The IPO Buzz: Reddit’s Long-Awaited IPO Filing Puts AI & Ads on Center Stage

Finally: Reddit Inc. (RDDT Proposed) pulled back the curtain to reveal its plans for going public with its S-1 filing on Thursday afternoon (Feb. 22, 2024). The San Francisco-based social media company, whose r/Wall Street Bets subreddit drove the “meme stock” madness during the pandemic, did not disclose terms for its IPO. Reddit, founded in 2005, is selling itself on the golden twin pillars of AI and ads. (More on that in a moment.)

This is the first big tech IPO of the year – and it’s a New York Stock Exchange listing – a coup for the Big Board in its rivalry with the tech-centric NASDAQ. Reddit will set its IPO terms in a later filing. The deal is likely to launch in March.

The placeholder figure is $100 million. But Wall Street pros expect that the IPO will raise about five to seven times that – and give Reddit a valuation of at least $5 billion. That market cap would be roughly half of Reddit’s valuation of over $10 billion in August 2021 after a private fund-raising round led by Fidelity Management & Research, according to Pitchbook. To date, Reddit has raised about $1.38 billion, according to Bloomberg. Reddit filed confidential IPO documents with the SEC on Dec. 16, 2021.

Morgan Stanley, Goldman Sachs, J.P. Morgan, BofA Securities, Citigroup, Deutsche Bank Securities and MUFG are the joint book-runners.

AI and Ad Dollars

AI and Reddit are symbiotic – as the news this week and the S-1 filing indicate.

Reddit reached a $60 million-a-year deal with Google to make Reddit’s “content available for training the search engine giant’s artificial intelligence models, three people familiar with the matter said,” Reuters reported on Wednesday.

“The deal underscores how Reddit, which is preparing for a high-profile stock market launch, is seeking to generate new revenue amid fierce competition for advertising dollars from the likes of TikTok and Meta Platform’s (META) Facebook,” Reuters reported.

And who is among those who will benefit the most from Reddit’s IPO?

Sam Altman, for one. Altman, the founder and CEO of OpenAI, the home of ChatGPT, “has invested at least $60 million in Reddit shares,” CNBC reported.

Altman, a former Reddit board member, holds a pre-IPO stake of 9.2 percent of the voting power of Reddit’s outstanding stock, the prospectus says.

Reddit sees Altman’s ChatGPT as a competitor, the prospectus says.

Advertising is Reddit’s “first business,” the company says in the S-1 filing.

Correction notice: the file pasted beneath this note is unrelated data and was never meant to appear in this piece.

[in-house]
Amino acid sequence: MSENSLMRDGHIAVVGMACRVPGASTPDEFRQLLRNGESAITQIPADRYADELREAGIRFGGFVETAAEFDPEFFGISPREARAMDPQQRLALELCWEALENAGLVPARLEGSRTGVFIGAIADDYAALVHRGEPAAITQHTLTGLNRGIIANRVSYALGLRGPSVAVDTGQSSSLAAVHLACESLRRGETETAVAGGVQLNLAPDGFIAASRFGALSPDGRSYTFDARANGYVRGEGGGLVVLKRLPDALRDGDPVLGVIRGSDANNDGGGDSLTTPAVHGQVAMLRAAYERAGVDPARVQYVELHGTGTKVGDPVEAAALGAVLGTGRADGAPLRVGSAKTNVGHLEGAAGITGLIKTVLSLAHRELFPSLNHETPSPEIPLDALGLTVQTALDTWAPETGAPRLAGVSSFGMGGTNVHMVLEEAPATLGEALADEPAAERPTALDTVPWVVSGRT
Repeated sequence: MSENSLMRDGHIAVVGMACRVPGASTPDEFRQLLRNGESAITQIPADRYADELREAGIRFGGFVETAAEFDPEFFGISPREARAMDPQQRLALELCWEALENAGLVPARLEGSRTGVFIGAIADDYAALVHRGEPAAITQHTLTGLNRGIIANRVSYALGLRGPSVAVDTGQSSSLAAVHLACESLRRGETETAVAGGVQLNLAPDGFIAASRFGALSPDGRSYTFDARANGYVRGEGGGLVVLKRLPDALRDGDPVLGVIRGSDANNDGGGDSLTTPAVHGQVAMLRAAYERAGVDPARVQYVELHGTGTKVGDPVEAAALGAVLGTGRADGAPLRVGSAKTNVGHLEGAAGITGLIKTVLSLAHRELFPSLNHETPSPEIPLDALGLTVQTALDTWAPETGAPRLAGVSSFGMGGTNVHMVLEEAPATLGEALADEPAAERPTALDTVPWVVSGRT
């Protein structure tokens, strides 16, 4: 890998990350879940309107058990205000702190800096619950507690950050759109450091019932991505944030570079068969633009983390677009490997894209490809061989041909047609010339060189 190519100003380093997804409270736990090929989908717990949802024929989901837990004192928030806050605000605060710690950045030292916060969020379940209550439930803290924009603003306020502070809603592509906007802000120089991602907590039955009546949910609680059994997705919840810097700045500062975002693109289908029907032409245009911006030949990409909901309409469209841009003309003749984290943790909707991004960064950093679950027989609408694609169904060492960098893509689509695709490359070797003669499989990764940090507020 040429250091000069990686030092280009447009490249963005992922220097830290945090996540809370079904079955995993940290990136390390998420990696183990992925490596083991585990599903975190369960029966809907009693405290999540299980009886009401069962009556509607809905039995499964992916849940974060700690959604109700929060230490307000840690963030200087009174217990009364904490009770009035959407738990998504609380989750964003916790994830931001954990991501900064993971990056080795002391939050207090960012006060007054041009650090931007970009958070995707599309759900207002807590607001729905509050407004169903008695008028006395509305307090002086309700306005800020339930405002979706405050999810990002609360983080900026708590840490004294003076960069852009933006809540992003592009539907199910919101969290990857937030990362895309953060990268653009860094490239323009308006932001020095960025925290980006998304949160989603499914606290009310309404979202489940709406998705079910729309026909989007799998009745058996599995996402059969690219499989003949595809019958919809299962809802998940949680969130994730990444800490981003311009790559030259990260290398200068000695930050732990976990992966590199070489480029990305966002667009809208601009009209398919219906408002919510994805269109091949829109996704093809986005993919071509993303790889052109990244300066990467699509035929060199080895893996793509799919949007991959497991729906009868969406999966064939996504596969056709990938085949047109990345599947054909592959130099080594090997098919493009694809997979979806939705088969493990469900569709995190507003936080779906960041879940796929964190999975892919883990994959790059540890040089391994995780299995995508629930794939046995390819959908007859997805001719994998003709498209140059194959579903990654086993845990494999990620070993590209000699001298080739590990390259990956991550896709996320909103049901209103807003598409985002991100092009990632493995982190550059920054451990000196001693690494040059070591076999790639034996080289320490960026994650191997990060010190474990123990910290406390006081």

But Reddit has never turned a profit. The company has a history of net losses since its inception, according to the S-1.

For the year 2023, Reddit reported a net loss of $90.8 million on revenue of $804.0 million, according to the company’s S-1 filing. In 2022, Reddit’s net loss was $158.6 million on revenue of $666.7 million.

With 73.1 million daily average users (DAU), Reddit offers advertisers an “unduplicated, authentic and attentive audience in an attractive demographic,” the prospectus says. Based on Comscore data, 41 percent of that audience is between the ages of 18 and 34; 50 percent is male, and 64 percent has a household income of $75,000 or more. And here’s a golden fact: Large segments of this group were not active on Facebook, Instagram, Snapchat, TikTok and X (formerly Twitter), the prospectus says

VCs and Karma

Reddit’s IPO “could be 2024’s first major test of the market for a technology startup backed by venture capital,” Bloomberg reported on Thursday.

This may possibly be the first time that “karma” has appeared in an IPO filing.

Reddit plans to reserve shares in the IPO for its 75,000 most prolific users through a directed share program, The Wall Street Journal reported two days ago.

“User contributions will be measured in karma (a user’s reputation score that reflects their community contributions),” the prospectus says.

Some of the reaction to that news on r/Wall Street Bets was scathing.

Born In A Dorm

If Reddit were a person, it would be old enough to vote. The 18-year-old social messaging company was founded in 2005 by Steve Huffman and Alexis Ohanian in their University of Virginia dorm room. Huffman is Reddit’s CEO. Ohanian may be better known to some as the husband of tennis legend Serena Williams.

Conde Nast Publications, the home of Vogue and Vanity Fair magazines, bought Reddit in 2006. The same year, Reddit hosted its first AMA (“Ask Me Anything”) event. Fast forward to 2012, when President Barack Obama did an AMA, according to a Reddit timeline in the prospectus.

Advance Magazine Publishers, Inc., Conde Nast’s parent company, spun off Reddit in 2011.

Reddit seems a little bit self-conscious – for a social media company – about its lack of profitability during its 18 years in business so far. The company attempts to explain the red ink on its bottom line in some well-chosen words in the “Risk Factors” section of the prospectus.

“We did not begin meaningful monetization efforts at Reddit until 2018, and we are currently exploring new strategies for monetization,” the prospectus says.

Stay tuned.

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